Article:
|Tal Burt1*, Pooja Sharma2, Savita Dhillon3, Mukul Manchanda2, Sanjay Mittal2 and Naresh Trehan2|
|1Duke Clinical Research Unit and Duke Clinical Research Institute, Durham, NC, USA|
|2Medanta the Medicity, Gurgaon, Haryana, India|
|Corresponding Author :||Tal Burt
Duke Clinical Research Unit and Duke Clinical Research Institute
Box 3854, DUMC, 40 Duke Medicine Circle, Durham, NC 27710, USA
E-mail: [email protected]
|Received October 13, 2014; Accepted November 13, 2014; Published November 16, 2014|
|Citation: Burt T, Sharma P, Dhillon S, Manchanda M, Mittal S, et al. (2014) Clinical Research Environment in India: Challenges and Proposed Solutions. J Clin Res Bioeth 5:201. doi:10.4172/2155-9627.1000201|
|Copyright: © 2014 Burt T, et al. This is an open-access article distributed under the terms of the Creative Commons Attribution License, which permits unrestricted use, distribution, and reproduction in any medium, provided the original author and source are credited.|
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India has compelling need and keen aspirations for indigenous clinical research. Notwithstanding this need and previously reported growth the expected expansion of Indian clinical research has not materialized. We reviewed the scientific literature, lay press reports, and ClinicalTrials.gov data for information and commentary on projections, progress, and impediments associated with clinical trials in India. We also propose targeted solutions to identified challenges. The Indian clinical trial sector grew by (+) 20.3% CAGR (compound annual growth rate) between 2005 and 2010 and contracted by (-) 14.6% CAGR between 2010 and 2013. Phase-1 trials grew by (+) 43.5% CAGR from 2005– 2013, phase-2 trials grew by (+) 19.8% CAGR from 2005–2009 and contracted by (-) 12.6% CAGR from 2009–2013, and phase-3 trials grew by (+) 13.0% CAGR from 2005–2010 and contracted by (-) 28.8% CAGR from 2010–2013. This was associated with a slowing of the regulatory approval process, increased media coverage and activist engagement, and accelerated development of regulatory guidelines and recuperative initiatives. We propose the following as potential targets for restorative interventions:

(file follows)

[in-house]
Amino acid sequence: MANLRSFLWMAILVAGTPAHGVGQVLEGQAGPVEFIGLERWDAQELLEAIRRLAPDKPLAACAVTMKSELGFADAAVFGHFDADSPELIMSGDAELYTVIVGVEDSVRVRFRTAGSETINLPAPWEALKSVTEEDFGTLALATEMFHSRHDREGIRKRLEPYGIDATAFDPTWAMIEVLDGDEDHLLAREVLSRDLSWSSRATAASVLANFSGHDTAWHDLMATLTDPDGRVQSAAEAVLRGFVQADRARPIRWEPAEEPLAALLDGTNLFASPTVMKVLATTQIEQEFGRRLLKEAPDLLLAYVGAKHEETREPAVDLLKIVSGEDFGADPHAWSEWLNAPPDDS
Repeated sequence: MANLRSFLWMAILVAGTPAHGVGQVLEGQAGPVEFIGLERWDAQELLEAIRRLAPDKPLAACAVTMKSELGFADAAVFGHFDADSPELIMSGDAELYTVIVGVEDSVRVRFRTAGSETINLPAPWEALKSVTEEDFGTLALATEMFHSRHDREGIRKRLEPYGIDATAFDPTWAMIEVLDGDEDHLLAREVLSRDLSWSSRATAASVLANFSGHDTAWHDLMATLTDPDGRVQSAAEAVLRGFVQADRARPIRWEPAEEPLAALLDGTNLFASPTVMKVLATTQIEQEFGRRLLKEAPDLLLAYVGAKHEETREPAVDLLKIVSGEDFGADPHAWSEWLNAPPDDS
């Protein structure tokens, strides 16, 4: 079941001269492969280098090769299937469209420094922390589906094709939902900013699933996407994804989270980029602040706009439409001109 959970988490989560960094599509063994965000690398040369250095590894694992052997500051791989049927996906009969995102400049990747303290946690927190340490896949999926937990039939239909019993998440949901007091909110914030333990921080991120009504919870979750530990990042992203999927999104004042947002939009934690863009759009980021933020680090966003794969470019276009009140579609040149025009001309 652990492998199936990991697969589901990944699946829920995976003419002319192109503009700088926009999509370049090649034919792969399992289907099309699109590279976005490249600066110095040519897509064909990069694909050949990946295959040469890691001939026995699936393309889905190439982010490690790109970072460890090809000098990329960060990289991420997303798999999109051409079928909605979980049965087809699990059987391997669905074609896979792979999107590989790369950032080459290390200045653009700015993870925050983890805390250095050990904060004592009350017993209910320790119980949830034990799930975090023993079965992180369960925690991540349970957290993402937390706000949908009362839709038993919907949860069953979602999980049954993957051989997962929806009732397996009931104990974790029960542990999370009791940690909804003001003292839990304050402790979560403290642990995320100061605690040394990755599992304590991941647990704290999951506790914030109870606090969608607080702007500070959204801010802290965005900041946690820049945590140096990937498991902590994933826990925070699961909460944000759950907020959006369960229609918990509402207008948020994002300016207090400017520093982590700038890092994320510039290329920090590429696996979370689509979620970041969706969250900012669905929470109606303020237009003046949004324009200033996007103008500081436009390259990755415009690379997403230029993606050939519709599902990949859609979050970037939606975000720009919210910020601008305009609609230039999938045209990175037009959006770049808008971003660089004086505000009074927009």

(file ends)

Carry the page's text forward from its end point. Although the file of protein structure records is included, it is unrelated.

• Regulatory overhaul (leadership and enforcement of regulations, resolution of ambiguity in regulations, staffing, training, guidelines, and ethical principles [e.g., compensation]).
• Education and training of research professionals, clinicians, and regulators.
• Public awareness and empowerment.
After a peak in 2009-2010, the clinical research sector in India appears to be experiencing a contraction. There are indications of challenges in regulatory enforcement of guidelines; training of clinical research professionals; and awareness, participation, partnership, and the general image amongst the non-professional media and public. Preventative and corrective principles and interventions are outlined with the goal of realizing the clinical research potential in India.
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